Predictors of non-condom use intentions by university students in Britain and Greece: the impact of attitudes, time perspective, relationship status, and habit

C Protogerou, Julie Turner-Cobb

Research output: Contribution to journalArticle

17 Citations (Scopus)

Abstract

Objective: This study investigated the impact of socio-cognitive factors (attitudes and norms), time perspective (TP), relationship status (RS), and past sexual behaviour on intended non-condom use in 104 Greek and 93 British university undergraduates.

Method: Data were obtained by a self-report questionnaire. Data analysis included correlation, regression and ANOVA procedures.

Results: Attitudes were the strongest predictors of non-condom use intentions for participants who had casual relationships or were single (i.e. unstable relationship context), and past behaviour was the strongest predictor of non-condom use intentions for those who perceived themselves to be in an exclusive relationship (i.e. stable relationship context). Past behaviour was the strongest predictorof intended non-condom use in relation to all the variables of this study. TP managed to predict non-condom use intentions and moderate the attitudes-intentions relationship. In terms of temporal influences, participants high in fatalistic TP were strongly inclined not to use condoms, irrespective of their attitudes, but TP did not differ as a function of culture.

Conclusions: Our data revealed the value of considering the combined effects of relationship status, habit and attitudes, when investigating undergraduate non-condom use intentions and designing interventions. The construct of TP was introduced as a meaningful addition to sexual risk research.

Original languageEnglish
Pages (from-to)91-106
Number of pages16
JournalJournal of Child & Adolescent Mental Health
Volume23
Issue number2
DOIs
Publication statusPublished - 2011

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Greece
Habits
Students
Condoms
Sexual Behavior
Self Report
Analysis of Variance
Research

Cite this

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title = "Predictors of non-condom use intentions by university students in Britain and Greece: the impact of attitudes, time perspective, relationship status, and habit",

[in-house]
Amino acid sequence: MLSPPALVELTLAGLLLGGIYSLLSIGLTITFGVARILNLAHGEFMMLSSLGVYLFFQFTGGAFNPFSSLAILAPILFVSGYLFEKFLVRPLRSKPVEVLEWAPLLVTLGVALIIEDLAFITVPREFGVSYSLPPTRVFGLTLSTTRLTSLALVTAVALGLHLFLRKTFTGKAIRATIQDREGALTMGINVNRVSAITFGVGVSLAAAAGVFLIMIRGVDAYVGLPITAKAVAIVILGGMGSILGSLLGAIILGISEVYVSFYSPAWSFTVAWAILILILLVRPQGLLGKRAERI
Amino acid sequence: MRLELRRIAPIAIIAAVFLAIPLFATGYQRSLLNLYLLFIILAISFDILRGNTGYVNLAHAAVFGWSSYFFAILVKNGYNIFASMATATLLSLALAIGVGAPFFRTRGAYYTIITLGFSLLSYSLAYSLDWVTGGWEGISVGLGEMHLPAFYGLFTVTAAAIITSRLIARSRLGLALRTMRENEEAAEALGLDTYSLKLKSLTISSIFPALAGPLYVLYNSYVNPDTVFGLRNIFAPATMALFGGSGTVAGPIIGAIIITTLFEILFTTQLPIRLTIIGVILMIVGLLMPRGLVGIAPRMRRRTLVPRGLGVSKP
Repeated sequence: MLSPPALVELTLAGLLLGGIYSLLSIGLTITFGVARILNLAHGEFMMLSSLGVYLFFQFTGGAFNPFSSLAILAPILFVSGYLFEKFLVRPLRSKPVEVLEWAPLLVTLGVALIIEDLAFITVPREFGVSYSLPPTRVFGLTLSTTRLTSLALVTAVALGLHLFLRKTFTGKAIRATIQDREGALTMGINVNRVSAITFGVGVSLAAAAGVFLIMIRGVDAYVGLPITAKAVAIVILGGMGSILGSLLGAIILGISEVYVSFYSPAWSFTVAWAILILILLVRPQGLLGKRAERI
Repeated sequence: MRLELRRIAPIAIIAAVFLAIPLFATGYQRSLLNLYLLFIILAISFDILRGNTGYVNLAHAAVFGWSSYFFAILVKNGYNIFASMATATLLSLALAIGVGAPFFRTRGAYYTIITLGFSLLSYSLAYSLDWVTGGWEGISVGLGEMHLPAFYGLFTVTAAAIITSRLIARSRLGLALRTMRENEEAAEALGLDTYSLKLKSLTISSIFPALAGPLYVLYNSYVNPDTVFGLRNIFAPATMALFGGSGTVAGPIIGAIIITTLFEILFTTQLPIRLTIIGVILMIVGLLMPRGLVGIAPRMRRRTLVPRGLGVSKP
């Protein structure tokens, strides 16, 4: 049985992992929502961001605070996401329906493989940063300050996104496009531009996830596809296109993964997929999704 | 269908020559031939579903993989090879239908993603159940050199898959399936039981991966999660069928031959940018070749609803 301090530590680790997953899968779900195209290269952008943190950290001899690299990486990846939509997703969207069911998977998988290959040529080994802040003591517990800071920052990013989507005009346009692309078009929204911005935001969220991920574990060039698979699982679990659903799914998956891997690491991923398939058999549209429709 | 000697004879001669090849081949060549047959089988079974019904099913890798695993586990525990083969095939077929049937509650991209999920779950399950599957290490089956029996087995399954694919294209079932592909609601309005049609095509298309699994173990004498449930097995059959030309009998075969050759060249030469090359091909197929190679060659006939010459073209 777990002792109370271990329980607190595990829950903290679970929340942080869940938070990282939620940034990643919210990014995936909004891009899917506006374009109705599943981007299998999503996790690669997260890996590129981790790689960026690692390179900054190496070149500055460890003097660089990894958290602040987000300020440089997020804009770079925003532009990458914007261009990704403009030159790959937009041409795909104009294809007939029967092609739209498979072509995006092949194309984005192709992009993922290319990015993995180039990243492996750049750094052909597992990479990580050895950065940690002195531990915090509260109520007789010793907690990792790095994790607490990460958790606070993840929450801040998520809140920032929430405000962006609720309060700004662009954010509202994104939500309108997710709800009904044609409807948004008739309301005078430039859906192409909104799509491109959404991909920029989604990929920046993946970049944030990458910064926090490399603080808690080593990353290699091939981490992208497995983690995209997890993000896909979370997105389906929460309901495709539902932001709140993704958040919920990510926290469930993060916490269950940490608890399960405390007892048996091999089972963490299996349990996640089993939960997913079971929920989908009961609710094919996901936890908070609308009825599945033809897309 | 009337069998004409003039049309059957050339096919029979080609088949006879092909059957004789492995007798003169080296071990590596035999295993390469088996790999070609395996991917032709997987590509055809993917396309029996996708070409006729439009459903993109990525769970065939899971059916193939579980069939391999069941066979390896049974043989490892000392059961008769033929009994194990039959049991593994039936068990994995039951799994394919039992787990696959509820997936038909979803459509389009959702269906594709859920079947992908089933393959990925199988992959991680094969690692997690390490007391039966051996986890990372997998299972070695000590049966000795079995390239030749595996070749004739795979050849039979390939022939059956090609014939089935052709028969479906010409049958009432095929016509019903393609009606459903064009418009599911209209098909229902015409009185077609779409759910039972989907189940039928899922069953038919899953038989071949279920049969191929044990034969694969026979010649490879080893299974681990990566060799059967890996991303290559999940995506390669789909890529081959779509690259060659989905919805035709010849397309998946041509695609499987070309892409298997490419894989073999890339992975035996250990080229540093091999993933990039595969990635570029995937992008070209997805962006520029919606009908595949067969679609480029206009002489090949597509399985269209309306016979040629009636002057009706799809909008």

abstract = "Objective: This study investigated the impact of socio-cognitive factors (attitudes and norms), time perspective (TP), relationship status (RS), and past sexual behaviour on intended non-condom use in 104 Greek and 93 British university undergraduates. Method: Data were obtained by a self-report questionnaire. Data analysis included correlation, regression and ANOVA procedures. Results: Attitudes were the strongest predictors of non-condom use intentions for participants who had casual relationships or were single (i.e. unstable relationship context), and past behaviour was the strongest predictor of non-condom use intentions for those who perceived themselves to be in an exclusive relationship (i.e. stable relationship context). Past behaviour was the strongest predictorof intended non-condom use in relation to all the variables of this study. TP managed to predict non-condom use intentions and moderate the attitudes-intentions relationship. In terms of temporal influences, participants high in fatalistic TP were strongly inclined not to use condoms, irrespective of their attitudes, but TP did not differ as a function of culture. Conclusions: Our data revealed the value of considering the combined effects of relationship status, habit and attitudes, when investigating undergraduate non-condom use intentions and designing interventions. The construct of TP was introduced as a meaningful addition to sexual risk research.",